Keeping it in the room: health, happiness and living in Berlin
We decided that we wanted to avoid the cold winter back home, so booked ourselves on a winter holiday somewhere warm. Being among the few places that are relatively close, easy to get to, and not rabidly homophobic, the Canary Islands beckoned, but we didn’t want to go to the gay friendly but somewhat clichéd island of Gran Canaria; instead, we went to Fuerteventura, a little closer to Africa, and a little more desert-like due to that fact that it was created from volcanic eruptions.
One of the highlights of our trip was to be a cycle ride round the small island of Lobos. Measuring under two square miles, it’s a 15 minute boat ride from Fuerteventura. It has not been permanently inhabited since the lighthouse was automated back in 1968; a series of trails around the island lead you either all the way around, or through the centre (going round the main volcano, which you can climb if you want).
The island was once home to large populations of seals – lobos del mar, in Spanish – but they’re sadly all gone, after the first explorers killed them for fur and meat. An exhibition in a small museum beside the pier on the island has a quote from one such explorer, who documented how friendly, inquisitive and intelligent the animals were, before going on to explain that the snout was the most sensitive part of the animal. ‘Aim for the snout,’ he wrote, ‘in order to swiftly kill them.’
Seals are now rarely seen on the island, but happily, other animals were more able to avoid being dined upon; seabirds such as la pardela cenicienta (Cory’s Shearwater) Calonectris diomedea, la pardela chica (Little Shearwater) Puffinus Assimilis, el paiño commún (Storm Petrel), Hydrobates Pelagicus, el petrel de bulwer (Bulwer’s Petrel), Bulweria Bulwerii, el guincho (Osprey) Pandion Haliaetus ssp. haliaetus, and the gaviota patiamarilla (Caspian Gull) Larus Cachinnans all nest in the cliffs and rocks.
The island seems to be a place where birds come to die; perhaps because there is no soil to consume them, we spotted many carcasses and even more bones; the fresher ones were surrounded by hundreds of tiny lizards, which were enjoying tasty meals of fresh flies.
Over 130 species of vegetation can be seen, some of which are unique to the island, including La Siempreviva, Limonium ovalifolium canariense, which is endemic on the island, along with La Uvilla de Mar Zygophyllum fontanesii, the saltmarsh Sarcocornia fruticosa and other siemprevivas Limonium papillatum & L. Tuberculum
Although the island is easily walkable, we decided to hire bikes, and were given a breathless introduction to both Lobos and the island of Fuerteventura itself from Stefan at Easy Riders bike centre. A Brighton native, he bought the bike shop some five years ago, and invested heavily in both mountain and road bikes – the mostly gentle inclines to the roads and investment in cycle paths beside the roads make it a perfect place to enjoy riding.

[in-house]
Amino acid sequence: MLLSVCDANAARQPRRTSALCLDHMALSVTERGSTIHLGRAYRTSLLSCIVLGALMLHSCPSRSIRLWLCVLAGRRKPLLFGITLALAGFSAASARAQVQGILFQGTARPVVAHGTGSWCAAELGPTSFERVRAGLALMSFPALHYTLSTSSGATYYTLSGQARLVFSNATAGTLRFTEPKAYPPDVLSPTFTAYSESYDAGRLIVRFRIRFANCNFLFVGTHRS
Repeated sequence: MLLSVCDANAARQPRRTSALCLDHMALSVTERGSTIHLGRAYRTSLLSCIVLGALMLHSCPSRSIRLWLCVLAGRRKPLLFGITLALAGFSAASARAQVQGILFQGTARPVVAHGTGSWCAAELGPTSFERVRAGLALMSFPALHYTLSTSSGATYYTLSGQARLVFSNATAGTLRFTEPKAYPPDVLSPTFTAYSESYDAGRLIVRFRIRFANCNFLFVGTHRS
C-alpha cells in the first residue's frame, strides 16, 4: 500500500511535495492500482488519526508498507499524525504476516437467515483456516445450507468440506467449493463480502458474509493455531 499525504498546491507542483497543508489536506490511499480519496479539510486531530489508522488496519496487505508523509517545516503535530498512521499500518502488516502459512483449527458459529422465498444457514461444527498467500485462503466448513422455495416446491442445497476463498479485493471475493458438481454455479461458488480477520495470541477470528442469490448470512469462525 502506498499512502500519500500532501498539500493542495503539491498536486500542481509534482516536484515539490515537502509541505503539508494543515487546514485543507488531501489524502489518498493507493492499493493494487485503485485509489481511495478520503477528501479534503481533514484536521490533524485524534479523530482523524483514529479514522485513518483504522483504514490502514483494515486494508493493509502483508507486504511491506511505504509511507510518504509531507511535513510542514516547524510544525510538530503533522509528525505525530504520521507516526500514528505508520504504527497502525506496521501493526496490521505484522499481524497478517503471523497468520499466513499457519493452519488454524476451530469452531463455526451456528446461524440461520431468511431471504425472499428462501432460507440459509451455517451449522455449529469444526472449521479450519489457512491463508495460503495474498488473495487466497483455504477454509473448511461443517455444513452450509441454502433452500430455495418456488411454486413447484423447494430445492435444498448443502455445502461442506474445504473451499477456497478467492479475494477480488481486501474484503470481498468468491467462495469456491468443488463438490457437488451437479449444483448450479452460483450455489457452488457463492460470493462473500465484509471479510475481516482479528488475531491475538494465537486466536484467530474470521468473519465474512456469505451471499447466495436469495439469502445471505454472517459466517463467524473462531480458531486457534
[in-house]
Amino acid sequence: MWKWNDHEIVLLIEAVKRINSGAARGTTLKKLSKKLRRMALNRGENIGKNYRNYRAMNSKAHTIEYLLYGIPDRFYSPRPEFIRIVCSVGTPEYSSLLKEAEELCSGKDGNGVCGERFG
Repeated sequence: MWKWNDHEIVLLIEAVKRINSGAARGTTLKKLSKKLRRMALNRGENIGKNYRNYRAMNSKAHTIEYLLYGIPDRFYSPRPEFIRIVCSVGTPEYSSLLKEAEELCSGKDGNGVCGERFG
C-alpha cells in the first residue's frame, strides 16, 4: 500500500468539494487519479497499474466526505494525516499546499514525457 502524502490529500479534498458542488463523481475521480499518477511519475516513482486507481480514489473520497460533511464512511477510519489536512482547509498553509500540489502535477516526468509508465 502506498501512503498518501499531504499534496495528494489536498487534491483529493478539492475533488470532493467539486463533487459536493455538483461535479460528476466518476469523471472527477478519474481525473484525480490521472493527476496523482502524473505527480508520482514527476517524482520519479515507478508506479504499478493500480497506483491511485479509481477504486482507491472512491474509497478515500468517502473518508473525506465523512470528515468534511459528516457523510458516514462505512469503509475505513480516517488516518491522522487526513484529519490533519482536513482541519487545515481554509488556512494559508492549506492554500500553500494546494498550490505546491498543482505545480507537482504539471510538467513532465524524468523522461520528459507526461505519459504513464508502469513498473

The main island of Fuerteventura was a little bit sad, though; all around us was evidence of a booming economy which came to screeching halt a few years ago. Partly finished buildings and roads are everywhere, and ‘for sale and ‘for rent’ signs are ubiquitous.
More than once, we were cycling along a perfectly smooth, obviously recently made road, twice as wide as it needed to be, and complete with street lights, which stopped and turned into a dirt track when they obviously ran out of money. In other places, roads and pavements are well surfaced, but the bike path is gravel. There are also street lamps mysteriously missing.
On one day, we went for a drive through the centre of the island, a 1½ hour journey along gently rising and falling paths as we wound our way along volcanic trails; the scenery was amazing, and although not for us, it also seemed to be the perfect place if you’re up for winter cycling competition training. The paths took us hundreds of metres into the clouds – driving through thick cloud, so visibility was down to a few metres, was all a bit too much for one luckless fellow driver, who ended with his car on its side in a deep ditch.
Weather hovered around 20º, and since November-January are winter, we managed to catch the last of the storms: windy 60kmh gusts in our faces as we cycled back up a steep incline along a busy main road were unwelcome!
We think Fuerteventura is a place worth visiting once, to enjoy the spectacular scenery and vast sandy beaches; but the gay scene is pretty much non-existent – the nearest totty we could find was on the neighbouring island of Lanzarote. Visit once, enjoy it for a few days so you can tick the box to say you’ve been there, then try another of the beautiful (tax free!) Canary Islands.
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